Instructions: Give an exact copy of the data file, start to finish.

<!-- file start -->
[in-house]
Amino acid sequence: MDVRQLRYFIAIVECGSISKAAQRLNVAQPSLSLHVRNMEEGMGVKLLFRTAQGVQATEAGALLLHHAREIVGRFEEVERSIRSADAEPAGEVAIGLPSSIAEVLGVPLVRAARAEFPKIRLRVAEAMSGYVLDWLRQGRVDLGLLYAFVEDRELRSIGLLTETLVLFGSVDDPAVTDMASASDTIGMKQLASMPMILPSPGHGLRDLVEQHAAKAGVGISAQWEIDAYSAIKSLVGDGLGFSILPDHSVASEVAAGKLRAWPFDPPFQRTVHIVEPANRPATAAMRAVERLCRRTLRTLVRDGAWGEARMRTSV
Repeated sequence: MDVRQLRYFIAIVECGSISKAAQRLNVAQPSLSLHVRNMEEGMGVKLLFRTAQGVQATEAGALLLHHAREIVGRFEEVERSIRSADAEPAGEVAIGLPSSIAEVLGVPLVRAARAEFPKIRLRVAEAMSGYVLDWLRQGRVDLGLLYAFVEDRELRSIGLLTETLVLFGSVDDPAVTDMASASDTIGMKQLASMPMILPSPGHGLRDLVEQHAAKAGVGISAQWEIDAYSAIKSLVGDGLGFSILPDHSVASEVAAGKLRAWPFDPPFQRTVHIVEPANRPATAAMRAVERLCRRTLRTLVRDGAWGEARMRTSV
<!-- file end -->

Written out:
[in-house]
Amino acid sequence: MDVRQLRYFIAIVECGSISKAAQRLNVAQPSLSLHVRNMEEGMGVKLLFRTAQGVQATEAGALLLHHAREIVGRFEEVERSIRSADAEPAGEVAIGLPSSIAEVLGVPLVRAARAEFPKIRLRVAEAMSGYVLDWLRQGRVDLGLLYAFVEDRELRSIGLLTETLVLFGSVDDPAVTDMASASDTIGMKQLASMPMILPSPGHGLRDLVEQHAAKAGVGISAQWEIDAYSAIKSLVGDGLGFSILPDHSVASEVAAGKLRAWPFDPPFQRTVHIVEPANRPATAAMRAVERLCRRTLRTLVRDGAWGEARMRTSV
Repeated sequence: MDVRQLRYFIAIVECGSISKAAQRLNVAQPSLSLHVRNMEEGMGVKLLFRTAQGVQATEAGALLLHHAREIVGRFEEVERSIRSADAEPAGEVAIGLPSSIAEVLGVPLVRAARAEFPKIRLRVAEAMSGYVLDWLRQGRVDLGLLYAFVEDRELRSIGLLTETLVLFGSVDDPAVTDMASASDTIGMKQLASMPMILPSPGHGLRDLVEQHAAKAGVGISAQWEIDAYSAIKSLVGDGLGFSILPDHSVASEVAAGKLRAWPFDPPFQRTVHIVEPANRPATAAMRAVERLCRRTLRTLVRDGAWGEARMRTSV